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All, all are fled ; yet still I linger here !
What secret charms this silent spot endear ?
Mark yon old mansion frowning through the

trees,
Whose hollow turret wooes the whistling breeze.
That casement, arch'd with ivy's brownest shade,
First to these eyes the light of heaven convey’d.
The mouldering gateway strews the grass-grown

court,
Once the calm scene of many a simple sport ;
When nature pleas’d, for life itself was new,
And the heart promis'd what the fancy drew.

See, through the fractur’d pediment reveal'd,
Where moss inlays the rudely-sculptur’d shield,
The martin's old, hereditary nest,
Long may the ruin spare its hallow'd guest !

A WISH.

MINE be a cot beside the hill,
A bee-hive's hum shall sooth my ear ;
A willowy brook, that turns a mill,
With many a fall shall linger near.

The swallow, oft, beneath my thatch,
Shall twitter from her clay-built nest;
Oft shall the pilgrim lift the latch,
And share my meal, a welcome guest,

Around my ivy'd porch shall spring
Each fragrant flower that drinks the dew ;
And Lucy, at her wheel, shall sing
In russet gown and apron blue.

The village-church, among the trees,
Where first our marriage-vows were given,
With merry peals shall swell the breeze,
And point with taper spire to heaven.

JAMES MONTGOMERY.

INSTINCT BY WHICH BIRDS BUILD THEIR

NESTS.

FROM MONTGOMERY'S PELICAN ISLANDS.

Thus perfected in all the arts of life,
That simple Pelicans require, save one,
Which mother-bird did never teach her daughter,
The imitable art to build a nest ;
Love, for his own delightful school reserving
That Mystery which novice never fail'd
To learn infallibly when taught by him ;
Hence that small masterpiece of Nature's art,
Still unimpair'd, still unimproved, remains
The same in site, material, shape, and texture.
While every kind a different structure frames,
All build alike of each peculiar kind :
The nightingale that dwelt in Adam's bower,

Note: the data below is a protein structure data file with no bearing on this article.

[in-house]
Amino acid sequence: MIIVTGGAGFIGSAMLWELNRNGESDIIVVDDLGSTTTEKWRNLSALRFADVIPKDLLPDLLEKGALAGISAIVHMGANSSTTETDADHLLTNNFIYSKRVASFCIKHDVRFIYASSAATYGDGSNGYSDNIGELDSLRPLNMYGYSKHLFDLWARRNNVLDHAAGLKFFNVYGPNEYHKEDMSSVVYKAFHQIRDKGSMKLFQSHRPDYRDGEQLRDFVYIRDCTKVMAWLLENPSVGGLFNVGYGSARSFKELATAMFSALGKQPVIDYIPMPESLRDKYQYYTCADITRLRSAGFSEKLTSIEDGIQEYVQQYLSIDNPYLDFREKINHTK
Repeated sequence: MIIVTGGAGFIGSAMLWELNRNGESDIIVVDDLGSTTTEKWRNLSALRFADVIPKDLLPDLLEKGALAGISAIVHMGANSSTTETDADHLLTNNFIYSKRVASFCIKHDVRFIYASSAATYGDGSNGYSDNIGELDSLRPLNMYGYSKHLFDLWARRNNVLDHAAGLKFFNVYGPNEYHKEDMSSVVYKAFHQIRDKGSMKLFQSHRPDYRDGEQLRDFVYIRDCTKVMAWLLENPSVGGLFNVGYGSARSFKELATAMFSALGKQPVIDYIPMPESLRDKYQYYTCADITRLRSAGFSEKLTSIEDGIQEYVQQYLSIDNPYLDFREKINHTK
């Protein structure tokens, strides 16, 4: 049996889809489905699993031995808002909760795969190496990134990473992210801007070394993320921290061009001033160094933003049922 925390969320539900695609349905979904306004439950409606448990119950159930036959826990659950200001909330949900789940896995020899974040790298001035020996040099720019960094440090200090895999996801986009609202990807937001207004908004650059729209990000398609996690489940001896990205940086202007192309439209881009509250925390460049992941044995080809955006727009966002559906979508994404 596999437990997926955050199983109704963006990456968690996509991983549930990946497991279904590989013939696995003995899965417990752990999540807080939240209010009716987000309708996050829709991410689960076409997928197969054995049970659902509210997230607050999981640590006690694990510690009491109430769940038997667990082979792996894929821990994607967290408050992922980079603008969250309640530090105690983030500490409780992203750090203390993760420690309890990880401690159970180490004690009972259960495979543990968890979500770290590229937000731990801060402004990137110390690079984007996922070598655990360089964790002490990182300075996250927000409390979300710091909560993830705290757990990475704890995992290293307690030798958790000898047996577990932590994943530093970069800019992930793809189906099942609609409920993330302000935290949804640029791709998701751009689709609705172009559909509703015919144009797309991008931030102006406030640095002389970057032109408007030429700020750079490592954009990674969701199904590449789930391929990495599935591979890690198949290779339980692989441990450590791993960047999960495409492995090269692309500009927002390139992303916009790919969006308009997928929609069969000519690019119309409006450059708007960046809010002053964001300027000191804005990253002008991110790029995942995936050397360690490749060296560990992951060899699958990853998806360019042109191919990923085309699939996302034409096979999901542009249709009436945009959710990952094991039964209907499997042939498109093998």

And pour'd her stream of music through his

dreams ;
The soaring lark, that led the eye of Eve
Into the clouds, her thoughts into the Heaven
Of Heavens, where lark nor eye can penetrate ;
The dove that perch'd upon the Tree of Life,

And made her bed among its thickest leaves ;
All the wing'd inhabitants of Paradise,
Whose songs once mingled with the songs of

angels,
Wove their first nests as curiously and well
As the wood-minstrels in our evil day,
After the labours of six thousand years,
In which their ancestors have failed to add,
To alter, or diminish any thing
In that, of which Love only knows the secret,
And teaches every mother for herself,
Without the power to impart it to her offspring.

ASPIRATIONS OF YOUTH.

HIGHER, higher will we climb,

Up the mount of glory,
That our names may live through time

In our country's story ;
Happy, when her welfare calls,
He who conquers, he who falls.

Deeper, deeper let us toil

In the mines of knowledge ;
Nature's wealth, and learning's spoil,

Win from school and college ;
Delve we there for richer gems
Than the stars of diadems.

Onward, onward may we press

Through the path of duty ;
Virtue is true happiness,

Excellence true beauty.

Minds are of celestial birth,
Make we then a heaven of earth.

Closer, closer let us knit

Hearts and hands together,
Where our fireside comforts sit,

In the wildest weather
O! they wander wide who roam
For the joys of life from home.

MOIR,
(Delta.)

FROM THE ODE ON THE OLDEN TIME.

Somnia, terrores magicos, miracula, sagas,
Nocturnos Lemures, portentaque Thessala.

Horat.

The skies are blue; the moon reclines
Above the silent grove of pines,

As if devoid of motion ;
The ivied abbey frowns forlorn;
And stilly to the ear are borne

The murmurs of the ocean.

The nightshade springs beside the walk ;
Luxuriantly the hemlock stalk

Expands its leaves unthwarted
Above the monumental stones,
Above the epitaphs, and bones,

Of beings long departed.

No human dreams disturb the soul, Whose thoughts, like giant-billows, roll

'Mid darksome ages hoary ; When light upon the human mind Dawn'd faintly, and the world was blind

With superstitious story.

When fairies, with their silver bells,
Were habitants of earthly dells,

All sheathed in emerald dresses ;
And mermaids, from the rock, were seen
At
sea,

and every wave between, Combing their dewy tresses.

When wither'd hags their orgies kept, 'Mid darksome night; when Nature slept,

And tempests threaten'd danger ; Sheer, from the precipice to throw Down-down among the rocks below,

The lorn, benighted stranger.

When grim, before the vision stalk'd
Such figures as no longer walk'd

The upper world ; and faces
Of men that on their death-beds lay,
As twilight spreads her shades of grey,

Were seen in desert places.

Then, glittering to the morning sun,
With casque, and sable morion,

And greaves, and cuirass glancing,
The knight, and vassals at his call,
On battle-feud forsook the hall,
A thousand chargers prancing.

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